Bernadine Salak has attended several classes with the Keystone College Environmental Education Institute over the years to advance her science classroom.
Most recently, the Delaware Valley High School teacher attended KCEEI’s Citizen Science Summer Course for Educators.
From Aug. 5-9, Salak joined a small group of fellow educators at the college for five days of hands-on learning experiences in a variety of scientific disciplines.
“I really enjoy the classes,” Salak said. “I find them very useful in gaining ideas and insights to use in my classroom, and it’s also just a fun week of collaboration.”
Through “citizen science,” the general public can contribute to scientific research and data collection, said KCEEI Director Sharon Burke.
For example, tracking birds all across the country can be difficult for scientists, so programs exist where average citizens are asked to track bird feeders for a week and report their findings.
“It’s really scientific research that citizens participate in, and it’s becoming more and more popular,” she said. “It’s a great teaching tool, which is why we did this class.”
KCEEI has been offering summer courses for educators for over 10 years thanks to the late Keystone faculty member Howard Jennings.
Besides being able to start a new school year equipped with fresh ideas, K-12 educators can also earn different credits by taking the course.
“We try to connect all of our courses to what they do in their classroom every day,” Burke explained. “We used to really cater to science teachers only, but now we actually develop the courses so they’re applicable to whatever subject the teacher teaches.”
For instance, an English teacher attended this year’s course despite the subject matter being based in science.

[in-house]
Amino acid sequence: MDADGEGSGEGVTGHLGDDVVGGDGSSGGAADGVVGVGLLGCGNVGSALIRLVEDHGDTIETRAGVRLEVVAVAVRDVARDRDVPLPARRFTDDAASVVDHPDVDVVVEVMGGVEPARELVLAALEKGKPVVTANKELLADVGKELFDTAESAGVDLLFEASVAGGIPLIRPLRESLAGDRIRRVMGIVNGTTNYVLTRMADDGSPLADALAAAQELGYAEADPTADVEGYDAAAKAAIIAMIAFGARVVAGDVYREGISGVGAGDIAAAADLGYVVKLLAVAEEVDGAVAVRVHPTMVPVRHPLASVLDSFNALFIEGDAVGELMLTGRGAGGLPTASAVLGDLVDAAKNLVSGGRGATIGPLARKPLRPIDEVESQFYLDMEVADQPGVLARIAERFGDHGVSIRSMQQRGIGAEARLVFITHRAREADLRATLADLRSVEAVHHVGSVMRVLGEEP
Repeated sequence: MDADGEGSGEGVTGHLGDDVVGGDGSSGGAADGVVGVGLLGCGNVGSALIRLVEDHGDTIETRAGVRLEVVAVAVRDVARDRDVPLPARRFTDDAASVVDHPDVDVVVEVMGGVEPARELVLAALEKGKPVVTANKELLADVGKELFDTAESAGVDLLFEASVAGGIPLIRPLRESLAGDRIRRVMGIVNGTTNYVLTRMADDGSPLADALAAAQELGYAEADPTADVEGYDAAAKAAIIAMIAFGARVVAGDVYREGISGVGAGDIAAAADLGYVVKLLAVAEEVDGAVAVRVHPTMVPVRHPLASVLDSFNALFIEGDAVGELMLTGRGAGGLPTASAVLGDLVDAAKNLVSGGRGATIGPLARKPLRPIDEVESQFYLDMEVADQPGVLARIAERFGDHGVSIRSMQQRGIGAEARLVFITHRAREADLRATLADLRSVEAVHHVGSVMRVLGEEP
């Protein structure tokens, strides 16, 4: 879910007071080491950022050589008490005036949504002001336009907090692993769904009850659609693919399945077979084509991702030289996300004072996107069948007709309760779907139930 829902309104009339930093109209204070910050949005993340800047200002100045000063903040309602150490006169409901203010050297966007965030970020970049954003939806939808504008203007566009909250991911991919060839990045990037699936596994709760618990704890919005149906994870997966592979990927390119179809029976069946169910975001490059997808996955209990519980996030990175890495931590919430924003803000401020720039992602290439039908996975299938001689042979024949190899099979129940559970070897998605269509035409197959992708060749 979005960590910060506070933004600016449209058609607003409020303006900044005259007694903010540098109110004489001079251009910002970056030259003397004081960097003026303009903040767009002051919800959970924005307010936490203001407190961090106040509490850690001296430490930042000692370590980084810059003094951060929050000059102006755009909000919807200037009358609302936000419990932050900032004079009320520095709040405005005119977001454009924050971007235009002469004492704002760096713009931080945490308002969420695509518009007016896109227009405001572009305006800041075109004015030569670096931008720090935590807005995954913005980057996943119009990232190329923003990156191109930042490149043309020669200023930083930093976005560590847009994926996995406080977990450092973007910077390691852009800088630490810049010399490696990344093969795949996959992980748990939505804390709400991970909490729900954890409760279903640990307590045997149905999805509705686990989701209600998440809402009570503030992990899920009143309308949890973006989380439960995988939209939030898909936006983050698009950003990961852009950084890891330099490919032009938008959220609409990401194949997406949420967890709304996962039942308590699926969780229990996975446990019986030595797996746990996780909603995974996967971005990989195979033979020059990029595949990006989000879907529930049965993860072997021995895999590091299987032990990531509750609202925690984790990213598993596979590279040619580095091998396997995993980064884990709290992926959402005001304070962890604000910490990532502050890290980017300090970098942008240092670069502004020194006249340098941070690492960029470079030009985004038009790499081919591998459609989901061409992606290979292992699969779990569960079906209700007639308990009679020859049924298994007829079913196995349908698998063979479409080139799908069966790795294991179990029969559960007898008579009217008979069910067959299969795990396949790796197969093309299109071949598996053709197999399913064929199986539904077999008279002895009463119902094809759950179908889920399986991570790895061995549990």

“You can relate science to just about any topic at all,” Burke said. “Kids have an innate curiosity about nature, so it’s often really good to introduce difficult concepts using something that they have a natural curiosity about.”
Throughout the week, educators heard from experts in various scientific disciplines and gained field experience.
One of these experts was Keystone beekeeper and educator Ellen McGlynn.
On Friday, the group walked to the campus apiary, where McGlynn gave them an introduction to beekeeping equipment before everyone suited up to observe the bees.
The beekeeper showed how frame boxes are used to store bees, and noted that she usually keeps eight frames in each box.
When bees produce honey, one frame can weigh as many as seven pounds.
Keystone’s apiary uses langstroth hives, which McGlynn noted are standard for backyard beekeepers, and also has an electric fence to keep out bears and other pests, which the state requires.
Also, McGlynn demonstrated how to use a bee smoker, which helps calm bees before releasing them.
Once everyone had on their protective gear, including suits, gloves and head wear, she opened up the structure to show the bees in action.
Each educator also formulated a lesson plan to deliver at school, which they shared with the group before wrapping up the course on Friday afternoon.
For the KCEEI, the mission behind offering courses is to create environmental stewards.
“By reaching out to the teachers, we give them the tools to engage their students in environmental stewardship,” Burke said. “We’re not only inspiring the teachers, we’re having the teachers inspire the students.”
Overall, Salak found the course worthwhile.
“It was great learning about citizen science projects,” she said. “Dr. [Val] Titus I thought did a tremendous job sharing her enthusiasm. It was also fun to go visit Overlook [Foundation] and see the conservation efforts that are happening there.”
In the past, Salak has incorporated what she learned at Keystone into her classroom, and she plans to do it again this year.
“For this week, I definitely have some ideas for getting my students out and actually doing citizen science,” she said.